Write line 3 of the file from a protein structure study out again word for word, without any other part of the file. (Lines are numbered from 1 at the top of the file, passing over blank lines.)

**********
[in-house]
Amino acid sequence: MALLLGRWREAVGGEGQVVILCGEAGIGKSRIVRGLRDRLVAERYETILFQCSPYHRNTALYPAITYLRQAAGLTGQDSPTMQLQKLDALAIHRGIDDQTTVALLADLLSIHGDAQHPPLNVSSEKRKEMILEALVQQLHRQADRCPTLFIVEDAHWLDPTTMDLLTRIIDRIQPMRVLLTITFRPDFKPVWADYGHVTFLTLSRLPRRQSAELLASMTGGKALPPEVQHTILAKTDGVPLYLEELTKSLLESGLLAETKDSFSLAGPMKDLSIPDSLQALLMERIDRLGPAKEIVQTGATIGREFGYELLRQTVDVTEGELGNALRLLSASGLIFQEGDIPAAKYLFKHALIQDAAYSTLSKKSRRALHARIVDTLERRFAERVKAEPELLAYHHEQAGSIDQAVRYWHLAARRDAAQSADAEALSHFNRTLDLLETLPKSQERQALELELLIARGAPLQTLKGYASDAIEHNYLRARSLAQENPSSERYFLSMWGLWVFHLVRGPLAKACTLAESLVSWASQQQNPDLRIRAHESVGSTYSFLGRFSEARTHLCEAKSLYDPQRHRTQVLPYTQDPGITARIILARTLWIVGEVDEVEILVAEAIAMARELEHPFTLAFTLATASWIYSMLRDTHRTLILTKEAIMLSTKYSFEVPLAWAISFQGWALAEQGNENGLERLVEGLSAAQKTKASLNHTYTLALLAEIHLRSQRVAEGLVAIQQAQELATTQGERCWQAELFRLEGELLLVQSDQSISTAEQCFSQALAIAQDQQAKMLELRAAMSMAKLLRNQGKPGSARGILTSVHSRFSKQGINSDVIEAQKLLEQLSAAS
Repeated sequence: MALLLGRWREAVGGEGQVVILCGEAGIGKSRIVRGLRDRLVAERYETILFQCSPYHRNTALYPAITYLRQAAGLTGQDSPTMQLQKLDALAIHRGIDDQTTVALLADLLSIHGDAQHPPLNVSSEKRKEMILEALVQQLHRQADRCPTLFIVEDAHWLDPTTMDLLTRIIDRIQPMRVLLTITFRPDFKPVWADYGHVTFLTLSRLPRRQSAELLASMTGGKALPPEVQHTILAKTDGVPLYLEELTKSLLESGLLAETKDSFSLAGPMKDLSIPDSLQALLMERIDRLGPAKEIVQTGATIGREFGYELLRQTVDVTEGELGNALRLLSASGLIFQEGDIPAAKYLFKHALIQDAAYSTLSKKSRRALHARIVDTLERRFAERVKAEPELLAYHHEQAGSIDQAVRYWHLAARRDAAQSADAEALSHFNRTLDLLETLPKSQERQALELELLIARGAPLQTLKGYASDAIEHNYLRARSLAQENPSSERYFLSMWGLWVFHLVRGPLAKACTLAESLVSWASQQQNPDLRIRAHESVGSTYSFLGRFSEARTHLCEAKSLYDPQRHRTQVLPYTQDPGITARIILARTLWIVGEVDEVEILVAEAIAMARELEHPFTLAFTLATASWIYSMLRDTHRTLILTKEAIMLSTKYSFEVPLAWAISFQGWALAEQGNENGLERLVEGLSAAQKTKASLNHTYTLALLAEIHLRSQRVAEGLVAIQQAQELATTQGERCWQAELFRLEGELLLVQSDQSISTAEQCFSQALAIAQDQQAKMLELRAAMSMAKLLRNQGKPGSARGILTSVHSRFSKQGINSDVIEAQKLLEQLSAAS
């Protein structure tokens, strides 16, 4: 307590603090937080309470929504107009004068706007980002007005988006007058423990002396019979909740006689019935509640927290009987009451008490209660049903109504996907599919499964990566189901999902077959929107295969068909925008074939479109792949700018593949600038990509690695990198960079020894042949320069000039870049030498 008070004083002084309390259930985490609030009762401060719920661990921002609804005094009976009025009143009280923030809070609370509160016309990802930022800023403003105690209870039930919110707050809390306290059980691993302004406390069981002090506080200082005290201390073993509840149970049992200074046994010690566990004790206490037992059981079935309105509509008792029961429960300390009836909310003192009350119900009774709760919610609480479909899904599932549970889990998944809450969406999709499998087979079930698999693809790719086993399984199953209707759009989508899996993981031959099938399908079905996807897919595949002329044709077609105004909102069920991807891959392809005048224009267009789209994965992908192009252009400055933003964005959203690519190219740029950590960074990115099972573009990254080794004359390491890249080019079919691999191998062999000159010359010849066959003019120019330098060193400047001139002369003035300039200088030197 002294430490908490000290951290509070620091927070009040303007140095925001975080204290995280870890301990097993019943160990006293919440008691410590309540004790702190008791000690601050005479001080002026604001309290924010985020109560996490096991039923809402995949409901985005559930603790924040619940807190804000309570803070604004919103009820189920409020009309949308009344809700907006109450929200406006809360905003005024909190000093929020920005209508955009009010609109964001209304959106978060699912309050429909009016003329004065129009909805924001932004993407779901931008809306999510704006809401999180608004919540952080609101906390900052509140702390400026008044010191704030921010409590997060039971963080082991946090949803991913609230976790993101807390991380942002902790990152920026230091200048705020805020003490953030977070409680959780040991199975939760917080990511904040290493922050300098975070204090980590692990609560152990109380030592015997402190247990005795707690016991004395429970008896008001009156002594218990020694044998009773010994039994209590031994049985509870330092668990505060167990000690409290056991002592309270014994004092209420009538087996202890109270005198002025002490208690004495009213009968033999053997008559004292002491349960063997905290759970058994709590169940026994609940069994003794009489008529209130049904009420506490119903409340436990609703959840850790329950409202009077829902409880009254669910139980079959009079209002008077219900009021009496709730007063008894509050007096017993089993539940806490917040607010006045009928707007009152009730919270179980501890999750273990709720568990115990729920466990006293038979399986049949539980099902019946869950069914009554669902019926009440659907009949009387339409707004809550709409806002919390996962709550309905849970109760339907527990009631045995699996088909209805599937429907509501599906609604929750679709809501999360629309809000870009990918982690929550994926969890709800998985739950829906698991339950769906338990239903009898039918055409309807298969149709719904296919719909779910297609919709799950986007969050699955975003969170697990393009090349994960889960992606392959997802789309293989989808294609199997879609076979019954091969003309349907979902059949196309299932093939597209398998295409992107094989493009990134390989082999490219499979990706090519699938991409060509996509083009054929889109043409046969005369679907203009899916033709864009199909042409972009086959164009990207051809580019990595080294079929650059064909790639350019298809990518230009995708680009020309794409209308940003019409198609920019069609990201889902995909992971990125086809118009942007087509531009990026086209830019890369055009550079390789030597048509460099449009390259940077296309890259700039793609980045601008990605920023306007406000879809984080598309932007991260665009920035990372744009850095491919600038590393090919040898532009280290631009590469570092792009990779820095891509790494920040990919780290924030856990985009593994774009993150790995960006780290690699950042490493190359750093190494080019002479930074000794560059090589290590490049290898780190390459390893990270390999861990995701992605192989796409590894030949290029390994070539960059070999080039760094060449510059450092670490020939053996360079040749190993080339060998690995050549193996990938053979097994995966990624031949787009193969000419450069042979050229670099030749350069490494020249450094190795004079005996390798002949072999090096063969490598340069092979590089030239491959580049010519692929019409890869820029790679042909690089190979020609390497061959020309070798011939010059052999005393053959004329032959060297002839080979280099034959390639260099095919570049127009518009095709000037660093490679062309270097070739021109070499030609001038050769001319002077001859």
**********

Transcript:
Repeated sequence: MALLLGRWREAVGGEGQVVILCGEAGIGKSRIVRGLRDRLVAERYETILFQCSPYHRNTALYPAITYLRQAAGLTGQDSPTMQLQKLDALAIHRGIDDQTTVALLADLLSIHGDAQHPPLNVSSEKRKEMILEALVQQLHRQADRCPTLFIVEDAHWLDPTTMDLLTRIIDRIQPMRVLLTITFRPDFKPVWADYGHVTFLTLSRLPRRQSAELLASMTGGKALPPEVQHTILAKTDGVPLYLEELTKSLLESGLLAETKDSFSLAGPMKDLSIPDSLQALLMERIDRLGPAKEIVQTGATIGREFGYELLRQTVDVTEGELGNALRLLSASGLIFQEGDIPAAKYLFKHALIQDAAYSTLSKKSRRALHARIVDTLERRFAERVKAEPELLAYHHEQAGSIDQAVRYWHLAARRDAAQSADAEALSHFNRTLDLLETLPKSQERQALELELLIARGAPLQTLKGYASDAIEHNYLRARSLAQENPSSERYFLSMWGLWVFHLVRGPLAKACTLAESLVSWASQQQNPDLRIRAHESVGSTYSFLGRFSEARTHLCEAKSLYDPQRHRTQVLPYTQDPGITARIILARTLWIVGEVDEVEILVAEAIAMARELEHPFTLAFTLATASWIYSMLRDTHRTLILTKEAIMLSTKYSFEVPLAWAISFQGWALAEQGNENGLERLVEGLSAAQKTKASLNHTYTLALLAEIHLRSQRVAEGLVAIQQAQELATTQGERCWQAELFRLEGELLLVQSDQSISTAEQCFSQALAIAQDQQAKMLELRAAMSMAKLLRNQGKPGSARGILTSVHSRFSKQGINSDVIEAQKLLEQLSAAS